Scott Pelley on Paris attack: "Silence is the end of freedom"

Someone asked us today if the French magazine acted irresponsibly by publishing cartoons of the prophet Mohammad. Couldn't all of this have been avoided if Charlie Hebdo had been more sensible?

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"CBS Evening News" anchor Scott Pelley CBS News

Most freedoms are limited. Gun ownership is restricted. You're free to travel but you're not free to run red lights. So why is freedom to publish, freedom to speak, absolute?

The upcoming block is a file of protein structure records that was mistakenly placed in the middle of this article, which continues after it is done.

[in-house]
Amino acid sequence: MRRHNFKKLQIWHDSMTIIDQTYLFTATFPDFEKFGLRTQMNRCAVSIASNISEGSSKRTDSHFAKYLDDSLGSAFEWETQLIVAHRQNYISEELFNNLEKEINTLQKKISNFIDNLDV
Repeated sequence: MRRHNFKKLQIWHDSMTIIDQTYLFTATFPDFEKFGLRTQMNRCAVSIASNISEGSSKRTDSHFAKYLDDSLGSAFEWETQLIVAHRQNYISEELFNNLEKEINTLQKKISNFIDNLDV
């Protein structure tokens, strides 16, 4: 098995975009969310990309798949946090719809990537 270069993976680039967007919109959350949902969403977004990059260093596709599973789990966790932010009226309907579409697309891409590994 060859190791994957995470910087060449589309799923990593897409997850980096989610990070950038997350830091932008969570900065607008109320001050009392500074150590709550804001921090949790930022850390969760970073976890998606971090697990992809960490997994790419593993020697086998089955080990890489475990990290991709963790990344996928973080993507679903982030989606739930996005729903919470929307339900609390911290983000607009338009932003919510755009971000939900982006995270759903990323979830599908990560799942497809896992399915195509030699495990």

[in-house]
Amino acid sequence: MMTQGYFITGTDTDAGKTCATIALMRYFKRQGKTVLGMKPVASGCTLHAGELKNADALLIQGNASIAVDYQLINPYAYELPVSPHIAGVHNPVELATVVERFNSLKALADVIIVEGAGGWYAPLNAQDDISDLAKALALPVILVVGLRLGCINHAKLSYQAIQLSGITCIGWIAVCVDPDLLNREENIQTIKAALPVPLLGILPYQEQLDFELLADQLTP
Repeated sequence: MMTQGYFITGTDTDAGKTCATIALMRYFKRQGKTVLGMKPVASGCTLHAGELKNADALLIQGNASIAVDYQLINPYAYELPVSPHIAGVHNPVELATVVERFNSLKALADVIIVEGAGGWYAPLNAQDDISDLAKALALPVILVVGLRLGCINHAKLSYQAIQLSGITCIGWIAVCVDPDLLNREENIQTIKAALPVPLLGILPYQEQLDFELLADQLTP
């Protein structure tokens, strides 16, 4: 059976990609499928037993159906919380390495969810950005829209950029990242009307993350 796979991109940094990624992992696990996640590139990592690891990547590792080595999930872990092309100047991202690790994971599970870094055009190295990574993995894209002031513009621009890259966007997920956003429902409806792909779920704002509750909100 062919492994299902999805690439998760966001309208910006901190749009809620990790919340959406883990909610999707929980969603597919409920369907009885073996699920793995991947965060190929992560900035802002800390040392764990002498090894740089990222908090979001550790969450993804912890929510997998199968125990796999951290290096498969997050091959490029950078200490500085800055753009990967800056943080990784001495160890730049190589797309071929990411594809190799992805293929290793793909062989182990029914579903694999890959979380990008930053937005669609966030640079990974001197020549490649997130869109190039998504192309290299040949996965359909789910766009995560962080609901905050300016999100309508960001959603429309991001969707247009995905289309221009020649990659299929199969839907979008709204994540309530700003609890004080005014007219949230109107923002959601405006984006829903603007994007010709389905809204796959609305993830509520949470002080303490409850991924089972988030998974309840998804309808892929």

Because there is no democracy without journalism. And the strength of a people depends on the quality of their information.

Charlie Hebdo staked out extremes, and so, helped define a broad space for every voice. Eight of its journalists died knowing the risk.

American reporters James Foley and Steven Sotloff were silenced by ISIS months ago. The Committee to Protect Journalists tells us 61 reporters died in the line of duty in 2014.

The enemy knows our vulnerability. Silence is the end of freedom.

  • Scott Pelley
    Scott Pelley

    Correspondent, "60 Minutes"